Author Topic: Resupply in Olympics and Pacific Ocean Section  (Read 1252 times)

Pdeering

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Resupply in Olympics and Pacific Ocean Section
« on: December 14, 2016, 12:48:46 AM »
A small group of us is considering a ~200  mile hike through the Olympic Peninsula for late August/early September 2017.

We're pretty experienced trail hikers (Wonderland, Pukasksaw, Superior Hiking Trail, etc.), but carrying 5 - 6 days food is about our pack weight limit. Depending on the terrain a day = 10 - 15 miles. (We're all 60+)

We're from Minnesota, so we probably wouldn't have a car, but we have friends/family in the area that would be willing to do some amount of driving support.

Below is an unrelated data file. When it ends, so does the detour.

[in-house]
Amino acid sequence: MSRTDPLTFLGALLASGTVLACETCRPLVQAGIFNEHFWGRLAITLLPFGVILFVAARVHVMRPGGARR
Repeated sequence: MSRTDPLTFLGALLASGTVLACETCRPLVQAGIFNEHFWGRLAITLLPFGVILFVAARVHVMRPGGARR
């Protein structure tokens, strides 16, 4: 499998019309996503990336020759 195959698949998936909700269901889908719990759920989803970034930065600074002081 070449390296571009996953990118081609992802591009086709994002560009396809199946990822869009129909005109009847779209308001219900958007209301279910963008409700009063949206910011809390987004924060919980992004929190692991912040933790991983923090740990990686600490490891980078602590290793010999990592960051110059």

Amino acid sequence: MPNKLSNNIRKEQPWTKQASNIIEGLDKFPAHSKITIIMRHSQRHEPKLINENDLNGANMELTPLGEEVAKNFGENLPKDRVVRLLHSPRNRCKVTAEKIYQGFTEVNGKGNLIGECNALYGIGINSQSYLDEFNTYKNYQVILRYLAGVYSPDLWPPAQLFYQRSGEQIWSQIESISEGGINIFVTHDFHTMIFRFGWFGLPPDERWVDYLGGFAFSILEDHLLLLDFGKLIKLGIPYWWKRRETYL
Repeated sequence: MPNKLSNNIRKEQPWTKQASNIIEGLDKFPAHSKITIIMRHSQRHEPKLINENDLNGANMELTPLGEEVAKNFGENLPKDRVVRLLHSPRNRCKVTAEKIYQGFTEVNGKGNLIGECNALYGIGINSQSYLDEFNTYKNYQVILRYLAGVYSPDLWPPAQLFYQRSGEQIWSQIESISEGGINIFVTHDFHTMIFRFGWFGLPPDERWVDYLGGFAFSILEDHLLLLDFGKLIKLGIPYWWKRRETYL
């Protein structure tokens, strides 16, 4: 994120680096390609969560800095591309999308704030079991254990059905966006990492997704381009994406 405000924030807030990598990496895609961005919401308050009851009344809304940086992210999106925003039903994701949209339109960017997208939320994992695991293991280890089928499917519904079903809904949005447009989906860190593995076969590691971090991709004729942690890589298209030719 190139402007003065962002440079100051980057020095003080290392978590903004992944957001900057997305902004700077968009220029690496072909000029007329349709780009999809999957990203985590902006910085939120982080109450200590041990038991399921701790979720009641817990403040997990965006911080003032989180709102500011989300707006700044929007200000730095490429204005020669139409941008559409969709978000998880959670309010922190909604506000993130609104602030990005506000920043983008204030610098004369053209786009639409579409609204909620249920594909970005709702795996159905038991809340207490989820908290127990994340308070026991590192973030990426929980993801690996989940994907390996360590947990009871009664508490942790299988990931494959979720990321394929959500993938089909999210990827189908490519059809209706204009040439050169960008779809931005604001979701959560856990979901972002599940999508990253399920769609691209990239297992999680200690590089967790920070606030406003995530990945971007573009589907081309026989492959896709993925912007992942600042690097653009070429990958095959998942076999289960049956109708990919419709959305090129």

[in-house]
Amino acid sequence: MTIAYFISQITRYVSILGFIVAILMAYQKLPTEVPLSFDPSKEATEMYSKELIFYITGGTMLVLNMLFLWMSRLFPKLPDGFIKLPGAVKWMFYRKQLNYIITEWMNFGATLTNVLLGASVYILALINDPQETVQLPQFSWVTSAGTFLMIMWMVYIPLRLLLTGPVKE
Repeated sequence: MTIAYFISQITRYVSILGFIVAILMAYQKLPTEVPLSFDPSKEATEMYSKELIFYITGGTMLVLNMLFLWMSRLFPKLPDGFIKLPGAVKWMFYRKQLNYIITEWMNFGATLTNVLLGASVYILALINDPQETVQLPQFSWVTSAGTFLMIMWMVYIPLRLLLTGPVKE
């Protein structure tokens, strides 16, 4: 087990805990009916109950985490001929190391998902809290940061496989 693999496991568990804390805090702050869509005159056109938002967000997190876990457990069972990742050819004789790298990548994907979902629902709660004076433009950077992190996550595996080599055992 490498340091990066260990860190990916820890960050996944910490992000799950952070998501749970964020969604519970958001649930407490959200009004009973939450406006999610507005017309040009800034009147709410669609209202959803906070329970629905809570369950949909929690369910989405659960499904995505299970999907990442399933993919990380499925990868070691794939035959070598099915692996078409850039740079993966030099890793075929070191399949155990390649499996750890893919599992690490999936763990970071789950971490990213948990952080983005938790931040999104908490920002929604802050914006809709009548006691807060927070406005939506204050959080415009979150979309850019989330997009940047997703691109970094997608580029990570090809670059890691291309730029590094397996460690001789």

Are there established places to send food caches along the trail or other resupply mechanisms hikers use?

Thanks is advance for any info.

Evan

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Re: Resupply in Olympics and Pacific Ocean Section
« Reply #1 on: December 14, 2016, 05:03:47 AM »
Are you thinking about going eastbound or westbound?

The only real resupply opportunities in the middle of the Peninsula are Forks and Port Angeles, which both have good supermarkets if you don't want to mail boxes. This matches your food capacity and mileage pretty well. It's about 50 miles from Cape Alava to where the trail intersects the road to Forks (this can be shortened by 20 miles with a popular shortcut), about 55-65 miles from Forks to the Whiskey Bend trailhead or Hurricane Ridge (both spots to catch a ride into Port Angeles), and like anywhere from 60-100 miles from Whiskey Bend/Hurricane Ridge to Port Townsend depending on what combination of primary and alternate routes you take. A chunk of that last segment is road walking so could be shortened by hitching or driving if a friend could take you.